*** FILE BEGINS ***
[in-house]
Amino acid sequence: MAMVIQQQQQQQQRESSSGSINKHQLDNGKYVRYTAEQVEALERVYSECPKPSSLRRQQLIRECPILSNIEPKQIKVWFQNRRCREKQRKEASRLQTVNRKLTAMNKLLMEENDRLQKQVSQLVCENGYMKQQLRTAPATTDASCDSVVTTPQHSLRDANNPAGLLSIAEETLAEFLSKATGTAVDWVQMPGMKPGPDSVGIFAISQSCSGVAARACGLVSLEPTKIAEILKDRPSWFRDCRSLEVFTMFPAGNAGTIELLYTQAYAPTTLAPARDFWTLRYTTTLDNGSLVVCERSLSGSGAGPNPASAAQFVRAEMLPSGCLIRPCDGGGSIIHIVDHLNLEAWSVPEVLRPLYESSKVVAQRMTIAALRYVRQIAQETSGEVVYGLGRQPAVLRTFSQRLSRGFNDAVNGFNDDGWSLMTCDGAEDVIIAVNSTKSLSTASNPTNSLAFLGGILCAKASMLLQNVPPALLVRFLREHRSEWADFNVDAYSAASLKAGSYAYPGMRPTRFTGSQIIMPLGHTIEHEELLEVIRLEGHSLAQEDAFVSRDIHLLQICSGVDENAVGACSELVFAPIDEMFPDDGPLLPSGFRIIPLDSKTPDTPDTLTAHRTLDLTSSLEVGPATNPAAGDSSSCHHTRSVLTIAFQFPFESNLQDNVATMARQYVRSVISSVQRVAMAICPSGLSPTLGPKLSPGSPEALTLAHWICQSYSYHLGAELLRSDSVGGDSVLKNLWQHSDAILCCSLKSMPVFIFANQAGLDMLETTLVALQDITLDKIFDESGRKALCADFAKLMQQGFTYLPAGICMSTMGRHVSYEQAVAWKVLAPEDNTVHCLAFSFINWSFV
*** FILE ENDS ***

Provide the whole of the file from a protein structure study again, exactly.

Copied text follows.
[in-house]
Amino acid sequence: MAMVIQQQQQQQQRESSSGSINKHQLDNGKYVRYTAEQVEALERVYSECPKPSSLRRQQLIRECPILSNIEPKQIKVWFQNRRCREKQRKEASRLQTVNRKLTAMNKLLMEENDRLQKQVSQLVCENGYMKQQLRTAPATTDASCDSVVTTPQHSLRDANNPAGLLSIAEETLAEFLSKATGTAVDWVQMPGMKPGPDSVGIFAISQSCSGVAARACGLVSLEPTKIAEILKDRPSWFRDCRSLEVFTMFPAGNAGTIELLYTQAYAPTTLAPARDFWTLRYTTTLDNGSLVVCERSLSGSGAGPNPASAAQFVRAEMLPSGCLIRPCDGGGSIIHIVDHLNLEAWSVPEVLRPLYESSKVVAQRMTIAALRYVRQIAQETSGEVVYGLGRQPAVLRTFSQRLSRGFNDAVNGFNDDGWSLMTCDGAEDVIIAVNSTKSLSTASNPTNSLAFLGGILCAKASMLLQNVPPALLVRFLREHRSEWADFNVDAYSAASLKAGSYAYPGMRPTRFTGSQIIMPLGHTIEHEELLEVIRLEGHSLAQEDAFVSRDIHLLQICSGVDENAVGACSELVFAPIDEMFPDDGPLLPSGFRIIPLDSKTPDTPDTLTAHRTLDLTSSLEVGPATNPAAGDSSSCHHTRSVLTIAFQFPFESNLQDNVATMARQYVRSVISSVQRVAMAICPSGLSPTLGPKLSPGSPEALTLAHWICQSYSYHLGAELLRSDSVGGDSVLKNLWQHSDAILCCSLKSMPVFIFANQAGLDMLETTLVALQDITLDKIFDESGRKALCADFAKLMQQGFTYLPAGICMSTMGRHVSYEQAVAWKVLAPEDNTVHCLAFSFINWSFV